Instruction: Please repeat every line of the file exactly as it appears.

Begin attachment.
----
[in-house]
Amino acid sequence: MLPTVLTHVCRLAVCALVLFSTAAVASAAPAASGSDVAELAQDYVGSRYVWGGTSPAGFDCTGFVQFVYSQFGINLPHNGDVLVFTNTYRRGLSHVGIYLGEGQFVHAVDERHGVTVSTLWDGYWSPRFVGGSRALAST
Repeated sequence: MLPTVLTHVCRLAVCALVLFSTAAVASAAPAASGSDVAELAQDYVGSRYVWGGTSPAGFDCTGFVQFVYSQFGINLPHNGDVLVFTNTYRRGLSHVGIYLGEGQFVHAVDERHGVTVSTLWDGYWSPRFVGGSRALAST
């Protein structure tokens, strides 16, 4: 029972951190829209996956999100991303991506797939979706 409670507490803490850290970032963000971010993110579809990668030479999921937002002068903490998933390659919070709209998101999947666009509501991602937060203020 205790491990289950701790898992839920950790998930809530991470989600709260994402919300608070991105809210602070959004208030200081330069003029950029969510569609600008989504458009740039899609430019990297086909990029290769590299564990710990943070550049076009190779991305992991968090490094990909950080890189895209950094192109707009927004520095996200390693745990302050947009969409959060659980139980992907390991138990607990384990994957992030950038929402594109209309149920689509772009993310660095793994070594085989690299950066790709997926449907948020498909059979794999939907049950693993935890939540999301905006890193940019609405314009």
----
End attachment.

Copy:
[in-house]
Amino acid sequence: MLPTVLTHVCRLAVCALVLFSTAAVASAAPAASGSDVAELAQDYVGSRYVWGGTSPAGFDCTGFVQFVYSQFGINLPHNGDVLVFTNTYRRGLSHVGIYLGEGQFVHAVDERHGVTVSTLWDGYWSPRFVGGSRALAST
Repeated sequence: MLPTVLTHVCRLAVCALVLFSTAAVASAAPAASGSDVAELAQDYVGSRYVWGGTSPAGFDCTGFVQFVYSQFGINLPHNGDVLVFTNTYRRGLSHVGIYLGEGQFVHAVDERHGVTVSTLWDGYWSPRFVGGSRALAST
């Protein structure tokens, strides 16, 4: 029972951190829209996956999100991303991506797939979706 409670507490803490850290970032963000971010993110579809990668030479999921937002002068903490998933390659919070709209998101999947666009509501991602937060203020 205790491990289950701790898992839920950790998930809530991470989600709260994402919300608070991105809210602070959004208030200081330069003029950029969510569609600008989504458009740039899609430019990297086909990029290769590299564990710990943070550049076009190779991305992991968090490094990909950080890189895209950094192109707009927004520095996200390693745990302050947009969409959060659980139980992907390991138990607990384990994957992030950038929402594109209309149920689509772009993310660095793994070594085989690299950066790709997926449907948020498909059979794999939907049950693993935890939540999301905006890193940019609405314009």